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How to use the CODE and CHAR functions

A short introduction to the CODE and CHAR functions, two geeky (but surprisingly useful) functions that help you manipulate text in Excel.
Video Transcript 

Each character you see displayed in Excel has a number. Excel has two functions that work with these numbers directly: CODE and CHAR.

Let's look first at the CODE function. The CODE function accepts one argument, which the text for which you want a numeric code.

If I use CODE with a capital CODE ("A") returns 65

I'll get the same result if I supply a reference to B6, which contains a capital A.

With a lowercase "a", CODE returns 97.

If I copy that formula down, you can see that CODE returns a number for each character, including punctuation and special symbols.

The CHAR function is basically the reverse of the CODE function. It accepts one argument – a number between 1-255 – and returns the corresponding character.

CHAR(65) returns an uppercase A.

So, copying the function down, we'll get the character we started with in column B.

Using CODE and CHAR, we can map the first 255 characters of any given font. I've got the numbers here already, and using a named range I defined earlier, I can  select all empty cells and enter the CHAR function to get the character for each number.

And, if I change to another font, say Wingdings, we'll see the first 255 characters for that font.

One thing you might notice is that upper and lower case letters are exactly 32 numbers apart. If I add 32 to 65, the code for an uppercase A, I get 97, the code for a lower case a. Same for the letter B.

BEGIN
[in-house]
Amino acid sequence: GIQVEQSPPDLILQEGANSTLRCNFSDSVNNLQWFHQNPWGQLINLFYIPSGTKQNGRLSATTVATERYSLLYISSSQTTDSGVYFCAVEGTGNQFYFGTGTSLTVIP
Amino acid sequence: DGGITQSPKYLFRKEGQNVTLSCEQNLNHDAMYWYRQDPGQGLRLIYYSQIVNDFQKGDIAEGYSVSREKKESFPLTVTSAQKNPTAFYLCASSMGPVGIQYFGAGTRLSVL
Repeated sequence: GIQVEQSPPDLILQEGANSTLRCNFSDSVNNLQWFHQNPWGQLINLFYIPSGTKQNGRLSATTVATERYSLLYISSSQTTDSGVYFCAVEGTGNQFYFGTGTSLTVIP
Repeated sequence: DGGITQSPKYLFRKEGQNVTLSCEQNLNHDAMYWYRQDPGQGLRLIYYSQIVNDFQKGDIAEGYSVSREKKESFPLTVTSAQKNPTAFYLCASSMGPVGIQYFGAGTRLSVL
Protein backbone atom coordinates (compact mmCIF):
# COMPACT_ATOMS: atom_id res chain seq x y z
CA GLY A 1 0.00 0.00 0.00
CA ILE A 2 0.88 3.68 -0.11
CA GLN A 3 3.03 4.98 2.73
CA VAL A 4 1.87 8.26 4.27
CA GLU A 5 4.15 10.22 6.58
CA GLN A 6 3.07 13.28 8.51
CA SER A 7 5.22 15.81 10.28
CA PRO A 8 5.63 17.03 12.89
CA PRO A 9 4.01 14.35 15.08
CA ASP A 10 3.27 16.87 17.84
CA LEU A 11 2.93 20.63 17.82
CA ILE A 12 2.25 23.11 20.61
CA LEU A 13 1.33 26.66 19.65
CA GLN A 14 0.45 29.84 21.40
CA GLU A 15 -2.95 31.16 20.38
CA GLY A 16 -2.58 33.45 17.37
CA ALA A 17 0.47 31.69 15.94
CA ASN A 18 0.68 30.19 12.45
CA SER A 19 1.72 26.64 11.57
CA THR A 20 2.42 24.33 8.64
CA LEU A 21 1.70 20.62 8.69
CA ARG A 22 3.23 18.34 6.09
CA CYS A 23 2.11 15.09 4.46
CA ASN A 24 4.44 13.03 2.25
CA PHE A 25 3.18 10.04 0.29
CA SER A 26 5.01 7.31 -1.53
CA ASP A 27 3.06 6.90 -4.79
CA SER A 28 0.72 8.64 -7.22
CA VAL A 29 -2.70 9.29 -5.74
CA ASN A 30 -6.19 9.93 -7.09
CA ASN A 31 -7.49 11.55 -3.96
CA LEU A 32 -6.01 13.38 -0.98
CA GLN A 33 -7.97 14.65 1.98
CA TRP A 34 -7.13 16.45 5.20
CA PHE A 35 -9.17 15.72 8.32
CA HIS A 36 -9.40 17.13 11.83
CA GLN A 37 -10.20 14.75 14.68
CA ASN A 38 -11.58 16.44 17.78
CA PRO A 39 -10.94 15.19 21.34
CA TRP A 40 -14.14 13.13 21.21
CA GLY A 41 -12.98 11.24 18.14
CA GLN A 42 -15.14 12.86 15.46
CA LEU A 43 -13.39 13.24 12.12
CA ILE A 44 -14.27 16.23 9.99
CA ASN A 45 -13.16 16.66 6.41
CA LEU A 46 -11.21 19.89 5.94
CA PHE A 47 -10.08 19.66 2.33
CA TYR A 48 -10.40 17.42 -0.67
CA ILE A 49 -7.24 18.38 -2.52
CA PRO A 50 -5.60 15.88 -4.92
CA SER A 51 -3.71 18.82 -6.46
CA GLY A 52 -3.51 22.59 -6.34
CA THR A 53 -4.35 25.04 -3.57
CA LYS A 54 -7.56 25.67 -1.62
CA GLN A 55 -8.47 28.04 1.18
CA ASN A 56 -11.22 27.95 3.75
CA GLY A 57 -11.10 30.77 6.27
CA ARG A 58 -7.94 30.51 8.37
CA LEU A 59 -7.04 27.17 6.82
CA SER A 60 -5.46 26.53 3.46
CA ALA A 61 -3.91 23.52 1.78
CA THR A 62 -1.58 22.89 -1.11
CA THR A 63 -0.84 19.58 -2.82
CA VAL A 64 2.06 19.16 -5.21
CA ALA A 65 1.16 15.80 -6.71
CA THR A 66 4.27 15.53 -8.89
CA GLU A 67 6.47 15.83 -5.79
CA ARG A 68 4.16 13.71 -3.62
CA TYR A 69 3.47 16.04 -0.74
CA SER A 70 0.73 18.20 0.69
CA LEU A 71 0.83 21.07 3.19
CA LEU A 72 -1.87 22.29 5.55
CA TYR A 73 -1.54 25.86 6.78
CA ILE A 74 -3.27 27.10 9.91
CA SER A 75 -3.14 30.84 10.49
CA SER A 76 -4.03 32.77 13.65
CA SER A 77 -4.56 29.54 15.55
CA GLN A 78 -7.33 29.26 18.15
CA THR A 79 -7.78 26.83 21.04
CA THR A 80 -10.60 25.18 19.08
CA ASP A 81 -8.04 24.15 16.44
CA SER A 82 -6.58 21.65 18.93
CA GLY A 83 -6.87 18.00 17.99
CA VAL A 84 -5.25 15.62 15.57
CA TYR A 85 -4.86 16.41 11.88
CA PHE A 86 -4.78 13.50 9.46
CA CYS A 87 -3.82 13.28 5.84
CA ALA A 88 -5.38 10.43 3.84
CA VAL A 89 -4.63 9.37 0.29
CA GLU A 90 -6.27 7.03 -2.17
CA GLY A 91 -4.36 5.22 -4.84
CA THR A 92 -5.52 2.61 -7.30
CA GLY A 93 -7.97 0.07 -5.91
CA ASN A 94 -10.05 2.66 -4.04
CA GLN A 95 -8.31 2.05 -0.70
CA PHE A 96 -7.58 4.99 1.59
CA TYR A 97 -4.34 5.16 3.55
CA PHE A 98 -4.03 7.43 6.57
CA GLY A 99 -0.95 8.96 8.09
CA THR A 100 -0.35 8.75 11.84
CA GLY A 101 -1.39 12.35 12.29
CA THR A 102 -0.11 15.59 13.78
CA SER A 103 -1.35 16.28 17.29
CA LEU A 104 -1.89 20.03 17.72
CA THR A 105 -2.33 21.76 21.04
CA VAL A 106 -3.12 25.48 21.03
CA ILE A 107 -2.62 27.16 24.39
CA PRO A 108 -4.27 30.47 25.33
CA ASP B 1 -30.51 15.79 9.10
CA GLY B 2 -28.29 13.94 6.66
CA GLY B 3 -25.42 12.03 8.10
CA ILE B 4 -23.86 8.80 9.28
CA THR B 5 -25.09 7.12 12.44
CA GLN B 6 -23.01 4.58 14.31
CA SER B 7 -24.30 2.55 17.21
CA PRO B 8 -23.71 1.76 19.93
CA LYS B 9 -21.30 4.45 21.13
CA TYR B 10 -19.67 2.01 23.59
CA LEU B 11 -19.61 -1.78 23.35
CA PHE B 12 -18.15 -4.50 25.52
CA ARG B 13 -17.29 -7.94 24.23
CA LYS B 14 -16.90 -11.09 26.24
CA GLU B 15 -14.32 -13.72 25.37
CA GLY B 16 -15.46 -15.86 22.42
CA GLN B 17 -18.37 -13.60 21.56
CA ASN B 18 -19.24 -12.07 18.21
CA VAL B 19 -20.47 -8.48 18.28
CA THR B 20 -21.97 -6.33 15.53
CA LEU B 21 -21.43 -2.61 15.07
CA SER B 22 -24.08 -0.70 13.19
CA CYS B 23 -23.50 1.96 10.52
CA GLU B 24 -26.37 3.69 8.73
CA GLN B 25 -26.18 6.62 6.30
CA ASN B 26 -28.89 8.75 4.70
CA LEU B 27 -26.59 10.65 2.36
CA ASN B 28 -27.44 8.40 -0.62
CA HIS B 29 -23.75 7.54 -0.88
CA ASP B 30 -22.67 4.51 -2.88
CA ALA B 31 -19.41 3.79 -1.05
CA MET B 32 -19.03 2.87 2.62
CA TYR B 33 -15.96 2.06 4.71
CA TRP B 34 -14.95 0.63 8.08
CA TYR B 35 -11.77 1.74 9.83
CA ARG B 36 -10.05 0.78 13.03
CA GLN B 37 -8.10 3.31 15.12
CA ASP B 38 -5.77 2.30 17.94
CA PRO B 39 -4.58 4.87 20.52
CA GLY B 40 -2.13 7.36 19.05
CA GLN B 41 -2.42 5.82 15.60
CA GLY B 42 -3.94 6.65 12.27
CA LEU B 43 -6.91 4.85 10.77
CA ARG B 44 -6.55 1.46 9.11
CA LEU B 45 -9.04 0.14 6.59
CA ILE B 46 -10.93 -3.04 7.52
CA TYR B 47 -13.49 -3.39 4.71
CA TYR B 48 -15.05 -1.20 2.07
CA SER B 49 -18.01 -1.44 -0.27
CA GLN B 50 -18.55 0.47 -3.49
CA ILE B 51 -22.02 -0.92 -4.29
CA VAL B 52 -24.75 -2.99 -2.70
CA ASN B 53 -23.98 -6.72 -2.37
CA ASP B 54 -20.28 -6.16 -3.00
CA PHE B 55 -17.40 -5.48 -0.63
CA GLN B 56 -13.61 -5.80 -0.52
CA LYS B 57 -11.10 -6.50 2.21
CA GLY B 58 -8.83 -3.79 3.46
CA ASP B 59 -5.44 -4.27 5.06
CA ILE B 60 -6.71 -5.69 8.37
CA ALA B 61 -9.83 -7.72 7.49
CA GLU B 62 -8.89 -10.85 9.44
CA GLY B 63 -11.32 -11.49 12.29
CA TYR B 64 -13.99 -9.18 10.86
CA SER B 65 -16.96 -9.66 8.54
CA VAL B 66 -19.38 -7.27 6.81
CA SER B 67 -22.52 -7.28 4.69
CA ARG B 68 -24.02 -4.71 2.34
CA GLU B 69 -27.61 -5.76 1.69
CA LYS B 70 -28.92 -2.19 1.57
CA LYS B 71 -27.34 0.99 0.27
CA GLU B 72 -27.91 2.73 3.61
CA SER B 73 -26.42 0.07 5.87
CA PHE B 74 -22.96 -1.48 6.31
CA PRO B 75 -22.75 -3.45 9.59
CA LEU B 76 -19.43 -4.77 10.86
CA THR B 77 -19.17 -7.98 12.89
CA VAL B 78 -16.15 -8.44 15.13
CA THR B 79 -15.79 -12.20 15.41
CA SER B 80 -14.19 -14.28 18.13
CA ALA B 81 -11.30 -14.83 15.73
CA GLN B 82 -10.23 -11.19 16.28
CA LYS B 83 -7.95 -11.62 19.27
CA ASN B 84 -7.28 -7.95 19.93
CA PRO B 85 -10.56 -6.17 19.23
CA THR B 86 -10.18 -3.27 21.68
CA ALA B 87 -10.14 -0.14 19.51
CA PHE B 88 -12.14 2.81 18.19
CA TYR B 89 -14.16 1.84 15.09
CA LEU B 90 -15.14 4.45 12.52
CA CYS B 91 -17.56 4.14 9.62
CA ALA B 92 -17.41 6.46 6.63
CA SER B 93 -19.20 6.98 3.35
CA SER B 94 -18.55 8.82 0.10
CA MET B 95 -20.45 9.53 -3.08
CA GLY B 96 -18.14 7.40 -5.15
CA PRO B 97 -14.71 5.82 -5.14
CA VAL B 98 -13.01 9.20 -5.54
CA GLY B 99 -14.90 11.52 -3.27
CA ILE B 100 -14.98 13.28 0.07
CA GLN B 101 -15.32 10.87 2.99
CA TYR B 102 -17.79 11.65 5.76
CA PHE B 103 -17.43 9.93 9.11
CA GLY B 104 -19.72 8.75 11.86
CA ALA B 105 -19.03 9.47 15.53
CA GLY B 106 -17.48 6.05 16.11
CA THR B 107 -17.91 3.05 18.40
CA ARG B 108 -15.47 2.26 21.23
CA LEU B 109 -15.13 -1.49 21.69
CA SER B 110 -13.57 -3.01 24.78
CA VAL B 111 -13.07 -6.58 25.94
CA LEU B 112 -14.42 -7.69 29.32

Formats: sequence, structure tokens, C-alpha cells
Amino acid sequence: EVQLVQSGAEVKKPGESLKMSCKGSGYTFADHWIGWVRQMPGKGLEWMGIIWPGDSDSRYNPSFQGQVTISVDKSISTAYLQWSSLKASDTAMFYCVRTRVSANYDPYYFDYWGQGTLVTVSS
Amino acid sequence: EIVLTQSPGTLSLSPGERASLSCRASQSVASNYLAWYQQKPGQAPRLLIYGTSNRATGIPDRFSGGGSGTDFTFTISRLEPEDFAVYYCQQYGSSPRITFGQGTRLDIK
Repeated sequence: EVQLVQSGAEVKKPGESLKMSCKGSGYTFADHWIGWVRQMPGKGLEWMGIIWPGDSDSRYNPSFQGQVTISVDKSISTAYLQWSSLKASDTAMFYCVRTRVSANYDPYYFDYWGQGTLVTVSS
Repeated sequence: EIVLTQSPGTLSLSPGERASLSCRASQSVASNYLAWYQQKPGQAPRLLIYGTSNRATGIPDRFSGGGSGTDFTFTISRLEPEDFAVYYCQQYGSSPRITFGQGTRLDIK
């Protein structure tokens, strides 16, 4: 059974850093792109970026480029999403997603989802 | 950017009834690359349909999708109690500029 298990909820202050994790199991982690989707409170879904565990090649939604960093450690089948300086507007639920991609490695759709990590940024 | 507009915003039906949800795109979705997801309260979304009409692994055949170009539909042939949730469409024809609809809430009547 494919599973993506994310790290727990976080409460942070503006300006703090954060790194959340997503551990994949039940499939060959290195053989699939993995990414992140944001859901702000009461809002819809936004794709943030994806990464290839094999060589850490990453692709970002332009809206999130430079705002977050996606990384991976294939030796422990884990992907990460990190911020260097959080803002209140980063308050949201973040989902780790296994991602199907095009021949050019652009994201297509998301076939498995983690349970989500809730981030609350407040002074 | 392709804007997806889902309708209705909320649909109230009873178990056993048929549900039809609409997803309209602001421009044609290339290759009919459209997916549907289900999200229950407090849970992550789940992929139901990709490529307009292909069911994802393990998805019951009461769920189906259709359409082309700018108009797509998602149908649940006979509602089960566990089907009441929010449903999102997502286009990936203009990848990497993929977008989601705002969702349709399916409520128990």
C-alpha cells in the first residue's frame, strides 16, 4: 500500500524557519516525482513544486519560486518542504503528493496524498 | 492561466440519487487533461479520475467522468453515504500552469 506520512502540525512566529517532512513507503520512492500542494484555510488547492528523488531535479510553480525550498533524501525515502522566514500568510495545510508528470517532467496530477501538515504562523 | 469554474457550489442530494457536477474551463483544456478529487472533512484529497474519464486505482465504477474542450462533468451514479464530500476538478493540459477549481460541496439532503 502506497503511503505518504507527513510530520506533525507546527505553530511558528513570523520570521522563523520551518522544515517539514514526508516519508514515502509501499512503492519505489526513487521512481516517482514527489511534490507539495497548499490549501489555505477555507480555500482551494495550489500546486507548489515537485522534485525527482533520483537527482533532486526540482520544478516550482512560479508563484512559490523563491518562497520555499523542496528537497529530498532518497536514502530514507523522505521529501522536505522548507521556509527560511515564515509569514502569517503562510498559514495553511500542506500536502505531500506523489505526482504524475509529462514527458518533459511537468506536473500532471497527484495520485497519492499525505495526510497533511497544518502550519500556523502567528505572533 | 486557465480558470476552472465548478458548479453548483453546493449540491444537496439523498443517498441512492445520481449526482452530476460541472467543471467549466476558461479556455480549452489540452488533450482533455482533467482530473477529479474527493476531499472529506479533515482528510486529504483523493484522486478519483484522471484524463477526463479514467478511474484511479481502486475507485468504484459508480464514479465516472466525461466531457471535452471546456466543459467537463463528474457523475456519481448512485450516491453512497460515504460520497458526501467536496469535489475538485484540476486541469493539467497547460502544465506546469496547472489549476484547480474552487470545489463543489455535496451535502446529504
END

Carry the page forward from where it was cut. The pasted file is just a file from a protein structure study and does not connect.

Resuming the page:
Finally, I want to point out two important characters. The character number 10 on Windows and number 13 on a Mac will cause a line break inside a cell.

This is useful when you need format information in a formula.

To illustrate, let's look at this list of names and addresses. If you wanted to create something like a mailing list, you could use concatenation, something like this:


However, notice that everything just ends up on the same line. And text wrapping doesn't help.

Here's where the character function is useful. To add line breaks, I can use the CHAR function with the appropriate number. Since I'm working on Windows, I need to use CHAR (10).

The result is a formatted address with line breaks in the correct place. Just make sure you have line wrapping turned on.


Dave Bruns

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This tip is award winning! Thank you!! - Eileen
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